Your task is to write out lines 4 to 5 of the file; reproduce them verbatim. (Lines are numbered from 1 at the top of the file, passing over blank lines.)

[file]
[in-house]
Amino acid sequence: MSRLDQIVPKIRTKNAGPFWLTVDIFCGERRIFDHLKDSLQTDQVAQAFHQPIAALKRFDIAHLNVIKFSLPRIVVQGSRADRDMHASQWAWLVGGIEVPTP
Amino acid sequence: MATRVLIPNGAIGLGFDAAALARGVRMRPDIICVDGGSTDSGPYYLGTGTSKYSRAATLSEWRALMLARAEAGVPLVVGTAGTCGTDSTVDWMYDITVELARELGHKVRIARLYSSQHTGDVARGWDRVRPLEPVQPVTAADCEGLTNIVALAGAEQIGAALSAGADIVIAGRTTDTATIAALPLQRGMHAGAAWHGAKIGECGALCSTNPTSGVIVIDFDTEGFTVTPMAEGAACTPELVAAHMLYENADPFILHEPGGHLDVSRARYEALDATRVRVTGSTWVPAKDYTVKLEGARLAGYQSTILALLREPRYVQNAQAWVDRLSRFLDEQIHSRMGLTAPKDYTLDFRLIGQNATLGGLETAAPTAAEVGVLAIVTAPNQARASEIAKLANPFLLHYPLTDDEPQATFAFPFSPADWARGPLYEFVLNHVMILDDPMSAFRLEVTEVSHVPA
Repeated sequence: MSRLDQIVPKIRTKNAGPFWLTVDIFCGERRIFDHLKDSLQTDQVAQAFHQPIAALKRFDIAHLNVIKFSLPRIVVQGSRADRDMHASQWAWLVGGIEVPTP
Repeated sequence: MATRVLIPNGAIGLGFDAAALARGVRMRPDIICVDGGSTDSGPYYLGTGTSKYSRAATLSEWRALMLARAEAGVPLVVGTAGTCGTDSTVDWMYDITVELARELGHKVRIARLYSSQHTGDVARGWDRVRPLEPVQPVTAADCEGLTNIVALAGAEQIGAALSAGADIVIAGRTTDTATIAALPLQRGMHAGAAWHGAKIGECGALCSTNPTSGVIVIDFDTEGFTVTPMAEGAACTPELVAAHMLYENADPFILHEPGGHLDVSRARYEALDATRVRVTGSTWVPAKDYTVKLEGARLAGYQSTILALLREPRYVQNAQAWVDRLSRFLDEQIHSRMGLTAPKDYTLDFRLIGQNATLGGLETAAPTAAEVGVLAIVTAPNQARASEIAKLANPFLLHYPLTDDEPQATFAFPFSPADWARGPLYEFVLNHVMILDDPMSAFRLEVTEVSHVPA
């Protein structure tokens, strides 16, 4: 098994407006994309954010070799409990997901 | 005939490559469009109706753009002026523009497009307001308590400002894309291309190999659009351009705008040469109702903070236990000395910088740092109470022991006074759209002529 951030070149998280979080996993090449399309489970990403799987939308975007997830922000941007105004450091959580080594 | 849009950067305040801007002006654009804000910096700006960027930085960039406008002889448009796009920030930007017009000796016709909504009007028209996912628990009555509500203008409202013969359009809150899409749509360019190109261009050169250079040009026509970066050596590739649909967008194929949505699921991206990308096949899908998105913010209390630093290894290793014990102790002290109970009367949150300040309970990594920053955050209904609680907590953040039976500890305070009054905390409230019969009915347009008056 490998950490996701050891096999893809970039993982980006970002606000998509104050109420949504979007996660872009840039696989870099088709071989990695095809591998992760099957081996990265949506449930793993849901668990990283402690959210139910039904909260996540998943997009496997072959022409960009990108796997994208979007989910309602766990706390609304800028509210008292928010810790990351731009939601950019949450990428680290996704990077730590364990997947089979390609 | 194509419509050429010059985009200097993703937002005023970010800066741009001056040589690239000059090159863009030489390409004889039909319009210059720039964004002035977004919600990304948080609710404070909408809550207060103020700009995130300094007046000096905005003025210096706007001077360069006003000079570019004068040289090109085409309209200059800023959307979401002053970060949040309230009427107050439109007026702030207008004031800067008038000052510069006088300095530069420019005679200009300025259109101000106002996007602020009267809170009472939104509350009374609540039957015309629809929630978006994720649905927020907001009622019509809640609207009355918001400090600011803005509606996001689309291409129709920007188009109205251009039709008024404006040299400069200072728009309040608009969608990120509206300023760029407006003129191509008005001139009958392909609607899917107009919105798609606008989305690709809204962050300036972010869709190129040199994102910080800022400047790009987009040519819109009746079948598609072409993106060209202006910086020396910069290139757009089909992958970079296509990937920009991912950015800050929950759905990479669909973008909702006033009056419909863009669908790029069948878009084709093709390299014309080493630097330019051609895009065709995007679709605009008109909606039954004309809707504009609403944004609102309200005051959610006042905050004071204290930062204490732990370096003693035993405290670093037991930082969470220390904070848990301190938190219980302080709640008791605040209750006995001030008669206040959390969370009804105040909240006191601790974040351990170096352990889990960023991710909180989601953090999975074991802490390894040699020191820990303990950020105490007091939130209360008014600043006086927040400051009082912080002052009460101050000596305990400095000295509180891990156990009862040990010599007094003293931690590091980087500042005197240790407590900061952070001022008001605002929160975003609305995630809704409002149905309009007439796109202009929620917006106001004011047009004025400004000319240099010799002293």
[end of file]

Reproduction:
Repeated sequence: MSRLDQIVPKIRTKNAGPFWLTVDIFCGERRIFDHLKDSLQTDQVAQAFHQPIAALKRFDIAHLNVIKFSLPRIVVQGSRADRDMHASQWAWLVGGIEVPTP
Repeated sequence: MATRVLIPNGAIGLGFDAAALARGVRMRPDIICVDGGSTDSGPYYLGTGTSKYSRAATLSEWRALMLARAEAGVPLVVGTAGTCGTDSTVDWMYDITVELARELGHKVRIARLYSSQHTGDVARGWDRVRPLEPVQPVTAADCEGLTNIVALAGAEQIGAALSAGADIVIAGRTTDTATIAALPLQRGMHAGAAWHGAKIGECGALCSTNPTSGVIVIDFDTEGFTVTPMAEGAACTPELVAAHMLYENADPFILHEPGGHLDVSRARYEALDATRVRVTGSTWVPAKDYTVKLEGARLAGYQSTILALLREPRYVQNAQAWVDRLSRFLDEQIHSRMGLTAPKDYTLDFRLIGQNATLGGLETAAPTAAEVGVLAIVTAPNQARASEIAKLANPFLLHYPLTDDEPQATFAFPFSPADWARGPLYEFVLNHVMILDDPMSAFRLEVTEVSHVPA